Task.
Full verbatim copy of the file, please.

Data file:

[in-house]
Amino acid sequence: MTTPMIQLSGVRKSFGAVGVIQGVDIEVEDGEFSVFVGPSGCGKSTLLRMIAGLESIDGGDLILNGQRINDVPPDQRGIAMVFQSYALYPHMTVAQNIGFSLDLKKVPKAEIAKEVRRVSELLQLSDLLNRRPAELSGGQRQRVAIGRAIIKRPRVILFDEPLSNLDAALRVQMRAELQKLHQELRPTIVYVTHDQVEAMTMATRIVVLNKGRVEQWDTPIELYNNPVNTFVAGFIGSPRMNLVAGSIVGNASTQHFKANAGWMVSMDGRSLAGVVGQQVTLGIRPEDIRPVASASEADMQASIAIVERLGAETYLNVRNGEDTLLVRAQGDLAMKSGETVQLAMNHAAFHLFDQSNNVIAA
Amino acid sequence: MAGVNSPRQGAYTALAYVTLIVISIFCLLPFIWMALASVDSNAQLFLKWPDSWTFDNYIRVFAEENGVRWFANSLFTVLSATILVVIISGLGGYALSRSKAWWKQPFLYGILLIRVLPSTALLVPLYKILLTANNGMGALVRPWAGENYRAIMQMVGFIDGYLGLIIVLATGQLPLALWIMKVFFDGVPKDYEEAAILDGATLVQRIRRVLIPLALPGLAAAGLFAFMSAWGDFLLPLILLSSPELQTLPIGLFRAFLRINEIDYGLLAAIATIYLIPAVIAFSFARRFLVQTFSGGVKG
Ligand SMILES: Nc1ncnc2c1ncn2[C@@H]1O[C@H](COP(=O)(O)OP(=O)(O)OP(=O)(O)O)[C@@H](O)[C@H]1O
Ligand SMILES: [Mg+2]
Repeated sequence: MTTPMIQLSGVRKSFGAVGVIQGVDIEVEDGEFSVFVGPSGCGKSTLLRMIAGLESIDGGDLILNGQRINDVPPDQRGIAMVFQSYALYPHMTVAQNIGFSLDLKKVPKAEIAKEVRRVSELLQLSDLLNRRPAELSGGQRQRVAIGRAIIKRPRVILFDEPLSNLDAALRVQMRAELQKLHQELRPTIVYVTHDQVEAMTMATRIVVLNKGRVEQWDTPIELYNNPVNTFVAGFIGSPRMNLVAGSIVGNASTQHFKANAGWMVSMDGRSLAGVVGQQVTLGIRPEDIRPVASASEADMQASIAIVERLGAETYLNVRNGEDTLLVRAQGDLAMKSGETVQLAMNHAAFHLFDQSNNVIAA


[in-house]
Amino acid sequence: MTTPMIQLSGVRKSFGAVGVIQGVDIEVEDGEFSVFVGPSGCGKSTLLRMIAGLESIDGGDLILNGQRINDVPPDQRGIAMVFQSYALYPHMTVAQNIGFSLDLKKVPKAEIAKEVRRVSELLQLSDLLNRRPAELSGGQRQRVAIGRAIIKRPRVILFDEPLSNLDAALRVQMRAELQKLHQELRPTIVYVTHDQVEAMTMATRIVVLNKGRVEQWDTPIELYNNPVNTFVAGFIGSPRMNLVAGSIVGNASTQHFKANAGWMVSMDGRSLAGVVGQQVTLGIRPEDIRPVASASEADMQASIAIVERLGAETYLNVRNGEDTLLVRAQGDLAMKSGETVQLAMNHAAFHLFDQSNNVIAA
Amino acid sequence: MAGVNSPRQGAYTALAYVTLIVISIFCLLPFIWMALASVDSNAQLFLKWPDSWTFDNYIRVFAEENGVRWFANSLFTVLSATILVVIISGLGGYALSRSKAWWKQPFLYGILLIRVLPSTALLVPLYKILLTANNGMGALVRPWAGENYRAIMQMVGFIDGYLGLIIVLATGQLPLALWIMKVFFDGVPKDYEEAAILDGATLVQRIRRVLIPLALPGLAAAGLFAFMSAWGDFLLPLILLSSPELQTLPIGLFRAFLRINEIDYGLLAAIATIYLIPAVIAFSFARRFLVQTFSGGVKG
Ligand SMILES: Nc1ncnc2c1ncn2[C@@H]1O[C@H](COP(=O)(O)OP(=O)(O)OP(=O)(O)O)[C@@H](O)[C@H]1O
Ligand SMILES: [Mg+2]
Repeated sequence: MTTPMIQLSGVRKSFGAVGVIQGVDIEVEDGEFSVFVGPSGCGKSTLLRMIAGLESIDGGDLILNGQRINDVPPDQRGIAMVFQSYALYPHMTVAQNIGFSLDLKKVPKAEIAKEVRRVSELLQLSDLLNRRPAELSGGQRQRVAIGRAIIKRPRVILFDEPLSNLDAALRVQMRAELQKLHQELRPTIVYVTHDQVEAMTMATRIVVLNKGRVEQWDTPIELYNNPVNTFVAGFIGSPRMNLVAGSIVGNASTQHFKANAGWMVSMDGRSLAGVVGQQVTLGIRPEDIRPVASASEADMQASIAIVERLGAETYLNVRNGEDTLLVRAQGDLAMKSGETVQLAMNHAAFHLFDQSNNVIAA